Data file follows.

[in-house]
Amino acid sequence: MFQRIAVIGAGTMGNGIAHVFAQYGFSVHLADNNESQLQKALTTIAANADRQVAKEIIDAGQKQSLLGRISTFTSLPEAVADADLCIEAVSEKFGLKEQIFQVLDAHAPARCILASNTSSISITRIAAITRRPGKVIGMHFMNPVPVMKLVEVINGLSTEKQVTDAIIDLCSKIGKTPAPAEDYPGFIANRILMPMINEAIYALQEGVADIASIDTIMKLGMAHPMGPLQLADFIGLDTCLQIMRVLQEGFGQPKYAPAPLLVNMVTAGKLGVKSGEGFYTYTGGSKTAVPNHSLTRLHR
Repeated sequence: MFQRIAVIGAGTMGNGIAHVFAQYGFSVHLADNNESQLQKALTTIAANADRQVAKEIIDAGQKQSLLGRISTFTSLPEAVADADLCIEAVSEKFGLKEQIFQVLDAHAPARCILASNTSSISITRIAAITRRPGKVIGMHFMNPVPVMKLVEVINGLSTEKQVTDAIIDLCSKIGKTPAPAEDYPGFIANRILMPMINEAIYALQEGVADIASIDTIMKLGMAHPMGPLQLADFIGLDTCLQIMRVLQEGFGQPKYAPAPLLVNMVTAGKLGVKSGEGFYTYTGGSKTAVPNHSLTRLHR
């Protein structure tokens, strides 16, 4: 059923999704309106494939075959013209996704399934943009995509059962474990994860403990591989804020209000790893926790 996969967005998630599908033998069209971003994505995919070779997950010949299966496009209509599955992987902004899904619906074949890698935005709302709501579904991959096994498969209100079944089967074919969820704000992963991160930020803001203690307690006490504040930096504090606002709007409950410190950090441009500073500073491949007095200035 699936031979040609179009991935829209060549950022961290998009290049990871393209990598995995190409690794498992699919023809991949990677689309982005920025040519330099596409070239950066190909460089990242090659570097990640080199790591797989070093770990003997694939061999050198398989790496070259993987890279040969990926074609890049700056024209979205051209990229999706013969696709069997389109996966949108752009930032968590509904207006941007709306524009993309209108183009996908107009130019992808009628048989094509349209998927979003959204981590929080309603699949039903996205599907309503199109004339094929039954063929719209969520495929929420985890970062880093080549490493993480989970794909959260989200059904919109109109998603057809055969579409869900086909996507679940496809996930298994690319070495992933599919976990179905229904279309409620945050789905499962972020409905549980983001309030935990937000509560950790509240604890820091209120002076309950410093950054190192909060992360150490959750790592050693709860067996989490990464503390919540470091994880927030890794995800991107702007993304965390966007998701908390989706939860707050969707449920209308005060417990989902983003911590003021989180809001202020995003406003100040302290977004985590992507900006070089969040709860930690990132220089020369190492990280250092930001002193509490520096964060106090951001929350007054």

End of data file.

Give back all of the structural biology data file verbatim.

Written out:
[in-house]
Amino acid sequence: MFQRIAVIGAGTMGNGIAHVFAQYGFSVHLADNNESQLQKALTTIAANADRQVAKEIIDAGQKQSLLGRISTFTSLPEAVADADLCIEAVSEKFGLKEQIFQVLDAHAPARCILASNTSSISITRIAAITRRPGKVIGMHFMNPVPVMKLVEVINGLSTEKQVTDAIIDLCSKIGKTPAPAEDYPGFIANRILMPMINEAIYALQEGVADIASIDTIMKLGMAHPMGPLQLADFIGLDTCLQIMRVLQEGFGQPKYAPAPLLVNMVTAGKLGVKSGEGFYTYTGGSKTAVPNHSLTRLHR
Repeated sequence: MFQRIAVIGAGTMGNGIAHVFAQYGFSVHLADNNESQLQKALTTIAANADRQVAKEIIDAGQKQSLLGRISTFTSLPEAVADADLCIEAVSEKFGLKEQIFQVLDAHAPARCILASNTSSISITRIAAITRRPGKVIGMHFMNPVPVMKLVEVINGLSTEKQVTDAIIDLCSKIGKTPAPAEDYPGFIANRILMPMINEAIYALQEGVADIASIDTIMKLGMAHPMGPLQLADFIGLDTCLQIMRVLQEGFGQPKYAPAPLLVNMVTAGKLGVKSGEGFYTYTGGSKTAVPNHSLTRLHR
């Protein structure tokens, strides 16, 4: 059923999704309106494939075959013209996704399934943009995509059962474990994860403990591989804020209000790893926790 996969967005998630599908033998069209971003994505995919070779997950010949299966496009209509599955992987902004899904619906074949890698935005709302709501579904991959096994498969209100079944089967074919969820704000992963991160930020803001203690307690006490504040930096504090606002709007409950410190950090441009500073500073491949007095200035 699936031979040609179009991935829209060549950022961290998009290049990871393209990598995995190409690794498992699919023809991949990677689309982005920025040519330099596409070239950066190909460089990242090659570097990640080199790591797989070093770990003997694939061999050198398989790496070259993987890279040969990926074609890049700056024209979205051209990229999706013969696709069997389109996966949108752009930032968590509904207006941007709306524009993309209108183009996908107009130019992808009628048989094509349209998927979003959204981590929080309603699949039903996205599907309503199109004339094929039954063929719209969520495929929420985890970062880093080549490493993480989970794909959260989200059904919109109109998603057809055969579409869900086909996507679940496809996930298994690319070495992933599919976990179905229904279309409620945050789905499962972020409905549980983001309030935990937000509560950790509240604890820091209120002076309950410093950054190192909060992360150490959750790592050693709860067996989490990464503390919540470091994880927030890794995800991107702007993304965390966007998701908390989706939860707050969707449920209308005060417990989902983003911590003021989180809001202020995003406003100040302290977004985590992507900006070089969040709860930690990132220089020369190492990280250092930001002193509490520096964060106090951001929350007054």